Sometimes turning these things upside down works. I spoke to a philosopher who knows a lot about Newton and is also working on Enlightenment women philosophers who are slowly being uncovered. And, according to this philosopher, there was a woman who was key to Leibniz’s development of the calculus, and Leibniz was accused of filching that from Newton. As things become discovered, as we’re rethinking history, and discovering people we haven’t looked for before, who knows what we’re going to find.
Is Malory, the protagonist of Septimania, your Hamlet?
I think if you speak to actors who play Hamlet, they would argue that they’re very busy trying to figure out what to do — and that not acting is as difficult as acting. And I think the secret — having worked in theatre — is that in order to teach someone to ignore someone on stage, you first have to pay attention to them. And then you can ignore them. In terms of not acting you first have to act. Malory doesn’t know quite what to do once events take over. I’d be delighted if he went down as my Hamlet. In Septimania, I’m suggesting we’re asking the wrong questions. When we look back to find the origins of life, a single cause, a single set of rules — that is backward looking. And we get too caught up in these questions of origin — who are our fathers, who are our mothers. And that keeps us from acting.
What does Septimania, set as it is between turbulent 1970s Rome and 9/11, have to do with questions of security and threat?
The issue of security is raised in Hamlet; you can think of Hamlet as being a play about security. There’s questions of power, of a threat to the state – and Shakespeare wasn’t the first one to do that. If we look at religion, at Christianity, we see that fear is used to enforce security. Upon the Aventine, where I imagined the villa of Septimania, is the Church of Santa Sabina. On top is the oldest known version of Christ on the cross, from the fourth century. Before that Christ was depicted holding a lamb, as a shepherd, a more peaceful image. Politically that didn’t go very far. Fear was important. It’s been the hunger games for a long time. One hates to to talk very much about contemporary politics but if you look at the Brexit elections here or what’s going on in the US, security is the buzzword, and the only way security works is if you don’t really know, if you just raise implications. That’s the case with Louiza and the security apparatus that surrounds her.
Although Septimania is often epic in its reach, parts of the novel are deeply immersed in the life of the mind, and the story is told through internal monologue – mainly Malory’s, but also Louiza’s and Ottavia’s. Why did you decide to vary the source of these streams of consciousness?
I felt that to make the novel all Malory was not only not going to be interesting enough but was not really what I was after. There was something about investigating this holy family from the inside. There’s only one point at which I showed things from the point of view of Tibor, even though Tibor’s a very important character. I thought that to get inside the mind of [Louiza], a woman who sees the word through mathematics, through negative numbers and imaginary numbers and unimaginable numbers, would be fascinating to show. She exists as a woman unto herself, but she is also the obscure object of desire for Malory.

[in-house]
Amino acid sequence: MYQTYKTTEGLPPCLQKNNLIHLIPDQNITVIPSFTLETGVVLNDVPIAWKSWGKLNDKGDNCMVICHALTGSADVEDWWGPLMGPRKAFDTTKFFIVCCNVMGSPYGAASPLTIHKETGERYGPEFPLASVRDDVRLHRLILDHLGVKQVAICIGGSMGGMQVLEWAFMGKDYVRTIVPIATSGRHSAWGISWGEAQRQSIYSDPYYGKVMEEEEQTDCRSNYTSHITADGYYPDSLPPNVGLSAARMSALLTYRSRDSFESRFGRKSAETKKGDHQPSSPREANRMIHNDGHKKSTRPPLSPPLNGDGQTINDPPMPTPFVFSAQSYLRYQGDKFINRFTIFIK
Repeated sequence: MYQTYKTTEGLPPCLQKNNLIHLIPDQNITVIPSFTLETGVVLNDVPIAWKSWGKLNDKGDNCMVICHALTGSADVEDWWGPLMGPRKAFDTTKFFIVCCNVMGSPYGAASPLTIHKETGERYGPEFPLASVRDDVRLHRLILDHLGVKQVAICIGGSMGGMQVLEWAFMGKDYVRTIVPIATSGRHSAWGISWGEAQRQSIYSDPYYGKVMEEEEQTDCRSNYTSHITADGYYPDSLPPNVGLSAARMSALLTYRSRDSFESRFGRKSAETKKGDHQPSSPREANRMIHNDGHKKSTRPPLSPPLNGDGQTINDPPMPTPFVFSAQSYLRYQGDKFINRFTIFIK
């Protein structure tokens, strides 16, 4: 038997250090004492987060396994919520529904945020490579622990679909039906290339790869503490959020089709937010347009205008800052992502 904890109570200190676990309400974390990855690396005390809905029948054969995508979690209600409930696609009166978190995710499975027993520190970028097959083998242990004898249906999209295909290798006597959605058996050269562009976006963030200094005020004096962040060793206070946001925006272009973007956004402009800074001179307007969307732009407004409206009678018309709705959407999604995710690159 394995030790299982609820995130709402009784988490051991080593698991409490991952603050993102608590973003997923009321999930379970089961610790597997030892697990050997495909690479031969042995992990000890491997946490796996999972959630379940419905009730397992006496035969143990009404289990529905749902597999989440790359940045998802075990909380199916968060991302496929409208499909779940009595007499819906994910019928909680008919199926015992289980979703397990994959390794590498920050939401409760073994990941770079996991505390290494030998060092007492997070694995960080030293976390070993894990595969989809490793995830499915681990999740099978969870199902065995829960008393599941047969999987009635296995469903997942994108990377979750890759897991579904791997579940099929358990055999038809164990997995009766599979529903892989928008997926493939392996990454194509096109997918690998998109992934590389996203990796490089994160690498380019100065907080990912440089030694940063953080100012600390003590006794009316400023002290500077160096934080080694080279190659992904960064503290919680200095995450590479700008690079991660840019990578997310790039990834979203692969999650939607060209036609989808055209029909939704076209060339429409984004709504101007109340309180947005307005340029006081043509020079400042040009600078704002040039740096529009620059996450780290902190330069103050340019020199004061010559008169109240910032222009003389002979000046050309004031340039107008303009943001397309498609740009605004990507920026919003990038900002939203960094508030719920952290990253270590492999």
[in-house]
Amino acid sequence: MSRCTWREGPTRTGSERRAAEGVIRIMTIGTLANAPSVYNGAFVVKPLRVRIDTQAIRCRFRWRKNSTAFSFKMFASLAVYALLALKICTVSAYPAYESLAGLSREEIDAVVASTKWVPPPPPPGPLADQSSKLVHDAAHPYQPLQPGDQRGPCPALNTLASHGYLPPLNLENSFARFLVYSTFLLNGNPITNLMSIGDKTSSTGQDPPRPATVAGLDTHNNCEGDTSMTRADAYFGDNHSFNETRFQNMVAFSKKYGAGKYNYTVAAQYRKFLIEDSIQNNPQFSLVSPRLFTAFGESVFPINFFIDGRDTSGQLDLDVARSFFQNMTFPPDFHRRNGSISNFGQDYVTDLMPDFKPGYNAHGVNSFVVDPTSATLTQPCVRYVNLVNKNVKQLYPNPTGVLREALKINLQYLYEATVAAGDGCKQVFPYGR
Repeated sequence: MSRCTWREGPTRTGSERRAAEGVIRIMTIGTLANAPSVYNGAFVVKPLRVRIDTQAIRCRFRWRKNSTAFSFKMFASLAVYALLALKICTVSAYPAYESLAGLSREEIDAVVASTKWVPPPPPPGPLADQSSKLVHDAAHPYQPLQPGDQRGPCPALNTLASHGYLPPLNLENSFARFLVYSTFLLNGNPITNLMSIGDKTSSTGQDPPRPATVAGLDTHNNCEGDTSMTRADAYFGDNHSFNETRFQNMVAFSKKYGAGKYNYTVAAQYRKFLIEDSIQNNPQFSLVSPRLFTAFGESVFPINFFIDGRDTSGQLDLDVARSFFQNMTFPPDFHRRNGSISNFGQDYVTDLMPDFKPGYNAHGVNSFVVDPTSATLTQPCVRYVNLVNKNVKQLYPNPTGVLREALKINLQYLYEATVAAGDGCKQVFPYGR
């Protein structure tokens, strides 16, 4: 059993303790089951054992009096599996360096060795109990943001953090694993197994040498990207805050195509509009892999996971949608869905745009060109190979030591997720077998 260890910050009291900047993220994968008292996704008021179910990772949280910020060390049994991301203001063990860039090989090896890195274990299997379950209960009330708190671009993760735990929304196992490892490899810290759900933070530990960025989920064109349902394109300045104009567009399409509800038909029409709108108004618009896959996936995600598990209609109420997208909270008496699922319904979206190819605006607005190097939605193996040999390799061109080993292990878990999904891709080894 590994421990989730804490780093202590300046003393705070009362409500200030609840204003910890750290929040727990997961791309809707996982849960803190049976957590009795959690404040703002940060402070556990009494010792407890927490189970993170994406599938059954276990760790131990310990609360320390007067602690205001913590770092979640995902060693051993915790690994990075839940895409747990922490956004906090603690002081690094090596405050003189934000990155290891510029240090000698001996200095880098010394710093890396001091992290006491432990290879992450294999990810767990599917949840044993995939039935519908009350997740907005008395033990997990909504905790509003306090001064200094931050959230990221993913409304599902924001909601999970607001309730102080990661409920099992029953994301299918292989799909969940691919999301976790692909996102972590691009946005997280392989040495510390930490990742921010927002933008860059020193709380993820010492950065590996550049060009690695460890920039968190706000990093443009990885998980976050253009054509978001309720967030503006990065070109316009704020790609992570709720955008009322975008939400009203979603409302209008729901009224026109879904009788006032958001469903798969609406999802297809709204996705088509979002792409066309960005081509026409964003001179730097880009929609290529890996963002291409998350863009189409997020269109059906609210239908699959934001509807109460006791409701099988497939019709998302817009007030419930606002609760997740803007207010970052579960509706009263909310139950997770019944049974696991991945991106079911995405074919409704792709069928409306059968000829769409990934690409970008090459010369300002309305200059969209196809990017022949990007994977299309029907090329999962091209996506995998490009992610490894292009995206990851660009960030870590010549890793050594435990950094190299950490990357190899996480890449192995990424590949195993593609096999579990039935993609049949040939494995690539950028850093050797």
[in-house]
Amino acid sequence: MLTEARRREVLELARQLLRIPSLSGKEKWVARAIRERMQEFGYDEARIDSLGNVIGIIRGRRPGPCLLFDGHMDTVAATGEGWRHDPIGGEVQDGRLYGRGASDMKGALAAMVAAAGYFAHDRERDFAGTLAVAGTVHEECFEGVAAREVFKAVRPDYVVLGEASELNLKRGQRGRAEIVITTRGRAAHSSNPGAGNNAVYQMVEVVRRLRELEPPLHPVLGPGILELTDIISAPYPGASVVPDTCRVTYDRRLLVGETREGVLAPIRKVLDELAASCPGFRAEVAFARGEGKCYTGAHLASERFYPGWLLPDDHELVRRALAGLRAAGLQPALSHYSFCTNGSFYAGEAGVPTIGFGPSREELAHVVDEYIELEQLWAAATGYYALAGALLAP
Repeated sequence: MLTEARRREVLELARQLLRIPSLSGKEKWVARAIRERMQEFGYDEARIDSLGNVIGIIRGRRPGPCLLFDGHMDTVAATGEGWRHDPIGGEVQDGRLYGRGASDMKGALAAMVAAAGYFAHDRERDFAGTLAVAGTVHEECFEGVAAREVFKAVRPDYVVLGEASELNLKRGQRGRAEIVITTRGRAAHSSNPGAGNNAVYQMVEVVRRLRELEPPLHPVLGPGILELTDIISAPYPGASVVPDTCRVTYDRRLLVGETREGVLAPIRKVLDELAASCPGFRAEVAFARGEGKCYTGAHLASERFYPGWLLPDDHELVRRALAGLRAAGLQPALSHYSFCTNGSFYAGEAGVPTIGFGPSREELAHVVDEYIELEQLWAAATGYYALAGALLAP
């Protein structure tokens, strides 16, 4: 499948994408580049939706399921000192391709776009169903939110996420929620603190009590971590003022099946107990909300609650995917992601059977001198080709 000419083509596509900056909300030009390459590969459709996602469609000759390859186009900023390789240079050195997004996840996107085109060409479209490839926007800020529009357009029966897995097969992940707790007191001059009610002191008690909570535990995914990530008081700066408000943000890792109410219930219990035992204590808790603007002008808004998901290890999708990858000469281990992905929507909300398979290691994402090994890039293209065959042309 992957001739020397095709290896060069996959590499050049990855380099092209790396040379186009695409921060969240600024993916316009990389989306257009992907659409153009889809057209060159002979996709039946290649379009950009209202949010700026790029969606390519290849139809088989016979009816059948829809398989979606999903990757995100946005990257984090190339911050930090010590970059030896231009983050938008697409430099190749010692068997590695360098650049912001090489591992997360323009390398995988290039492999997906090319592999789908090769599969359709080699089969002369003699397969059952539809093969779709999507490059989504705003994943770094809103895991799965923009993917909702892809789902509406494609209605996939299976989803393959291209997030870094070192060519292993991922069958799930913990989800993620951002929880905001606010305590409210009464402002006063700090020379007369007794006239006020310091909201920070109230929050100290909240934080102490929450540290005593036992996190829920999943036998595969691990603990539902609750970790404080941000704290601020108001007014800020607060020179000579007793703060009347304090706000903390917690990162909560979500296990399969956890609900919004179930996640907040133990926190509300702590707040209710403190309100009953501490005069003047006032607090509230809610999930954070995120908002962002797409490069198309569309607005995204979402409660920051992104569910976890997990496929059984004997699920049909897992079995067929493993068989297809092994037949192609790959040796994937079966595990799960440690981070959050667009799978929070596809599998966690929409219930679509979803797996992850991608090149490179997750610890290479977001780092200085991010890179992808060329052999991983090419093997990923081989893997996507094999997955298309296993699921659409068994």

Interleaving as it does Isaac Newton’s story with the 1970s, is Septimania an archeological project?
Do you remember that in the book there are three amateur photos and one of them is of a walled up arch? Rome is full of walled up arches. I suggest throughout the book that Rome is a city of layers. If you walk on the streets of Rome, there is one church, San Clemente, where you can go down five levels from street level until you get to the Mithraic temple where they used to sacrifice bulls down at the bottom. I’ve lived in Rome now off and on for a dozen years and the fascinating part of it is seeing those layers and trying to imagine what life was like.
Every character in the book ends up being an exile, living in a country which is not their own — what is the significance of this exiled state?
I wrote another novel back in 1992, A Guide for the Perplexed, and exile is very much a part of that. It opens up with a paraphrase of one of my favourite quotes that I first read through Edward Said, from a thirteenth century Saxon monk, Hugo of St Victor, who said that the man who loves his country is a mere beginner. The man who thinks of all countries as his own is on his way. But the man who has extinguished the love for all countries — he is the perfect man. There is something about the state of exile, of being outside, that in A Guide for the Perplexed is much more about Jewishness. I argue that nationalism is a bad thing, and the state of being in exile is not only the true state of the Jews but a good thing, a positive. So there’s a kind of obsession with exile and defending exile.
What is the state of novel, do you think, in 2016? Is the epic novel on the rise?
I was the fiction reviewer for the LA Times fifteen years ago, reading every week a novel for five years. Luckily I was able to chose my books but still, I thought the mass of books out there were fairly navel gazing. Which is fine. But the sense in which novels take on the world, and not just the world as we see it in the newspapers, but the imaginative world, seems to be more prevalent amongst non-English writers. I find it much more in European writers, in South American writers — although that could be because so few get translated into English. Nowadays I think you see more and that’s because more are being translated — and I’m really pleased about that. Those are still the novels I’m drawn to — those that are epic.